How To Become a Mortgage Broker in 7 Steps (With FAQs)

Updated May 5, 2023

A mortgage broker works in real estate to facilitate mortgage agreements between lenders and borrowers. If this sounds appealing and you enjoy communicating with others, you might consider pursuing this role. Understanding the position's duties and its specific requirements may help you determine the qualifications and skills to develop for success as a mortgage broker.

In this article, we explain what a mortgage broker does and how to become one, plus share answers to frequently asked questions.

What is a mortgage broker?

Mortgage brokers, also known as mortgage loan officers, connect homebuyers and homeowners with the best deals possible by conducting thorough real estate market and mortgage industry research. They work on the client's behalf to find suitable interest rates and terms. Typically, mortgage brokers understand lending rates, terms and institutions, credit reporting and credit eligibility criteria.

Related: How To Start Your Career in the Mortgage Industry (With Jobs List)

What does a mortgage broker do?

While mortgage brokers help individuals secure home loans, they also have several other duties. Here are some primary duties of a mortgage broker:

  • Establishing and maintaining professional relationships with lenders to recommend them to clients

  • Sharing different loan options with clients and helping them make informed decisions regarding a home loan

  • Finding loan programs for clients with the best rates, terms and closing costs

  • Ensuring loans follow current regulations and laws

  • Gathering necessary documents, reviewing a client's credit history and verifying their financial statements

  • Educating clients on the loan process, the documentation they need and the estimated timeline for their loan approval

  • Teaching prospective homebuyers about the real estate and lending market and sharing how it impacts their chance of buying a home or refinancing

  • Comparing lender fees and terms to present borrowers with favorable options

  • Applying for mortgage loans with lenders on their client's behalf

  • Completing closing paperwork with a mortgage lender, the title company and insurance broker

Read more: What Does a Mortgage Broker Do? (With Skills and Salary)

How to become a mortgage broker

Here's a list of seven steps on becoming a mortgage broker:

1. Earn a diploma and a postsecondary degree

The first step to becoming a mortgage broker is to earn at least a high school diploma or GED. While most employers of mortgage brokers don't require candidates to have college degrees, candidates often earn an associate or bachelor's degree in business administration, finance or accounting. This may help improve their career opportunities and potential salaries.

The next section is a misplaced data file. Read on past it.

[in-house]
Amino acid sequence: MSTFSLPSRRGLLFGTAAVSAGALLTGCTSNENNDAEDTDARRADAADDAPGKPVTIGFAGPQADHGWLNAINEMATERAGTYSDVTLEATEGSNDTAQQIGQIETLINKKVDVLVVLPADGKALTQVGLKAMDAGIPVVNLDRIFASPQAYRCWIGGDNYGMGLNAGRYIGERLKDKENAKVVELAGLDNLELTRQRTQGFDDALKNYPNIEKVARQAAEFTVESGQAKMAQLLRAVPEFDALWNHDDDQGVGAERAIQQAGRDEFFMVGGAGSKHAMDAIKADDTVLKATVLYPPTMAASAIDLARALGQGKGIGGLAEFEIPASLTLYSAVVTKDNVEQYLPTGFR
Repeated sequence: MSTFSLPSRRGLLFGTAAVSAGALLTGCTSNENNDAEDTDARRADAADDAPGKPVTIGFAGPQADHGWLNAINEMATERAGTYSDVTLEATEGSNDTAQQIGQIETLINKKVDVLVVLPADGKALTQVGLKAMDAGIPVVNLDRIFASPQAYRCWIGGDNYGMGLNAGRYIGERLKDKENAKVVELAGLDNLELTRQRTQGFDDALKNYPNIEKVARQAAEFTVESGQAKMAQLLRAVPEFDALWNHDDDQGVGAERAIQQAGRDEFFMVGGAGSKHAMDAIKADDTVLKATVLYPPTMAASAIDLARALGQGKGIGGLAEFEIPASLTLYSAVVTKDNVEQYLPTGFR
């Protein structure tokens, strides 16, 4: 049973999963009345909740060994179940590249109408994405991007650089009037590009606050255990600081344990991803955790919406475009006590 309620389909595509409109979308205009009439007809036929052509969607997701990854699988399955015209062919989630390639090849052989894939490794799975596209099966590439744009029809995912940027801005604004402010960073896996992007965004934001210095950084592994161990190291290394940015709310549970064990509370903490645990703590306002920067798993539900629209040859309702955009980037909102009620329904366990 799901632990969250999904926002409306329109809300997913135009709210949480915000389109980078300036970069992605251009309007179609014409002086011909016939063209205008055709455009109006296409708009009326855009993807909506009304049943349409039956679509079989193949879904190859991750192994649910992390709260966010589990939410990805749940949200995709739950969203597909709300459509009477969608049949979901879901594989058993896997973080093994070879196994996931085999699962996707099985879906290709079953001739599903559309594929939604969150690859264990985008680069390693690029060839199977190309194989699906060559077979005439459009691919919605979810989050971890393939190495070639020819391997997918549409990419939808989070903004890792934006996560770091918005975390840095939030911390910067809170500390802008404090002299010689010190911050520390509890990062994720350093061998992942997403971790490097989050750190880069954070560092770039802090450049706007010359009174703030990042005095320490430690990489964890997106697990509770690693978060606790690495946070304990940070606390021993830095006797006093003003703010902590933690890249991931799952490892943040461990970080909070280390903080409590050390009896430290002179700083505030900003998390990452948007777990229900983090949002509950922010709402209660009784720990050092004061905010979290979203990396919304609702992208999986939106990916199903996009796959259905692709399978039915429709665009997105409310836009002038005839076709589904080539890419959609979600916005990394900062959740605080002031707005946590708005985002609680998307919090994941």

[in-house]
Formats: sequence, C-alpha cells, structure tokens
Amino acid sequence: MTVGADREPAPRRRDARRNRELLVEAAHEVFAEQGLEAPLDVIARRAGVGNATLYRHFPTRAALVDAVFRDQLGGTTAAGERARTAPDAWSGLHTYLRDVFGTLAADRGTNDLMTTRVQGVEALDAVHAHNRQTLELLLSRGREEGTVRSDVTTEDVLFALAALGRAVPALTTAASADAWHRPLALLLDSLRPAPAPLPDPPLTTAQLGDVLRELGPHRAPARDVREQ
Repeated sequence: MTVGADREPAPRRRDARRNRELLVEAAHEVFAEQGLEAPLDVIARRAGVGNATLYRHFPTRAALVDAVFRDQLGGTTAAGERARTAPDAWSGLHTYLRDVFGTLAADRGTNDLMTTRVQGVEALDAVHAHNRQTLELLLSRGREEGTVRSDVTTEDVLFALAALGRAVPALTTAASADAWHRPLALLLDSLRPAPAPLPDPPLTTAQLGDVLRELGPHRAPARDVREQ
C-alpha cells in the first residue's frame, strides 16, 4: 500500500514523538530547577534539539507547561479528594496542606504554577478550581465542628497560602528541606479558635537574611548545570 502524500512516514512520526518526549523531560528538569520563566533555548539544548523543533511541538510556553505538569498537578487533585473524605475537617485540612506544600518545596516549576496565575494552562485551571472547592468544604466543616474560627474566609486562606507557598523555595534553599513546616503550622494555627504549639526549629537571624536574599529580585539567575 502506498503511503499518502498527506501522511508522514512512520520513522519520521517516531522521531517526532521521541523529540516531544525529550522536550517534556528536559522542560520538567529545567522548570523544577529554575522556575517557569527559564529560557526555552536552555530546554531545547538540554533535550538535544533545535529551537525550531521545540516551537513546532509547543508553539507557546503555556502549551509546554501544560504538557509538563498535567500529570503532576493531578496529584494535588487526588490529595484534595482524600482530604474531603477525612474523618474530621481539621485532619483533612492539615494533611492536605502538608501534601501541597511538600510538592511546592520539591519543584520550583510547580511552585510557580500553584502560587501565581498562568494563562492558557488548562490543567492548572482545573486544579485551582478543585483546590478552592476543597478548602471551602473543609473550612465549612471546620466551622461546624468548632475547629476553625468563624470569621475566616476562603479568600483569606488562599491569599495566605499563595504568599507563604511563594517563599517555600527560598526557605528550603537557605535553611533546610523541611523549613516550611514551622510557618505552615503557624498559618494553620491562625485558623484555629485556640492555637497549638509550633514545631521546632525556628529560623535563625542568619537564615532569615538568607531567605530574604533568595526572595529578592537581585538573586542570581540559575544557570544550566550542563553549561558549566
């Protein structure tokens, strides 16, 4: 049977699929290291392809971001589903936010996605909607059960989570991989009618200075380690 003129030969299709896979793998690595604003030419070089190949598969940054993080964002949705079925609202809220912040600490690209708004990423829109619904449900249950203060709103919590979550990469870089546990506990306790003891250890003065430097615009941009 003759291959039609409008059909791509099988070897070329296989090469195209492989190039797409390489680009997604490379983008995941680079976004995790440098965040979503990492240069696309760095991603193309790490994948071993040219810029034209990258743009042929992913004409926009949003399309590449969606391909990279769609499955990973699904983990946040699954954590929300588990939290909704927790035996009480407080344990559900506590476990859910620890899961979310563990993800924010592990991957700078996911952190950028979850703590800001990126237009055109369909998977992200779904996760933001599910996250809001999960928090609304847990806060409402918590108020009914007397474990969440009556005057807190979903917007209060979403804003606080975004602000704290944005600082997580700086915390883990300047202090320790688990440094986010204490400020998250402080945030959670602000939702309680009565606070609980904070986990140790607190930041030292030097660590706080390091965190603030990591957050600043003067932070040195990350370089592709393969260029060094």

Related: 21 Good-Paying Jobs That Require Only a High School Diploma

2. Take a pre-licensure class

Typically, mortgage brokers obtain licenses before entering the field. To prepare for the licensure exam, you'll complete a pre-licensure program. This is usually a 20-hour class, covering topics like federal and state mortgage laws, broker ethics and financial regulations. Completing a course like this can help you familiarize yourself with the exam subjects and ensure you retain important information.

3. Pass the National Mortgage License System (NMLS) test

Once you complete the pre-licensure course, pass the NMLS exam. Known as the SAFE Mortgage Loan Originator Test, this exam analyzes your knowledge about topics, such as mortgage practices and state guidelines and regulations. You can pass the state and federal parts of the exam with a score of at least 75%. Then, you can renew your license annually by passing background and credit checks.

Some states have additional requirements, so it's vital to research your state's regulations before applying for renewal.

4. Pursue a job or establish your own brokerage

After you pass your exam and complete the required coursework, you can either pursue an open mortgage broker role with an established mortgage brokerage or become an independent mortgage broker by creating your own brokerage. The requirements for registering a mortgage brokerage can vary by state. Register the business with details, like your firm's name and location through your state's licensing authority.

As you register your brokerage, consider whether you want a physical location to provide your services or if you want to operate an online brokerage business. Some states require mortgage brokers to have a physical location. If you opt for a physical location, consider the price of renting a physical space and its accessibility to your customers. If you decide to have an online business, consider creating a home office that allows you to work with fewer distractions.

Related: How To Register a Business Name

5. Apply for your license and get your mortgage broker bond

After you pass the exam and register your business, apply for your mortgage broker license. Determine your state's requirements with the NMLS. Typically, states ask candidates to pass an exam, pay a licensing fee, get the right bond and submit an application to get a mortgage broker license.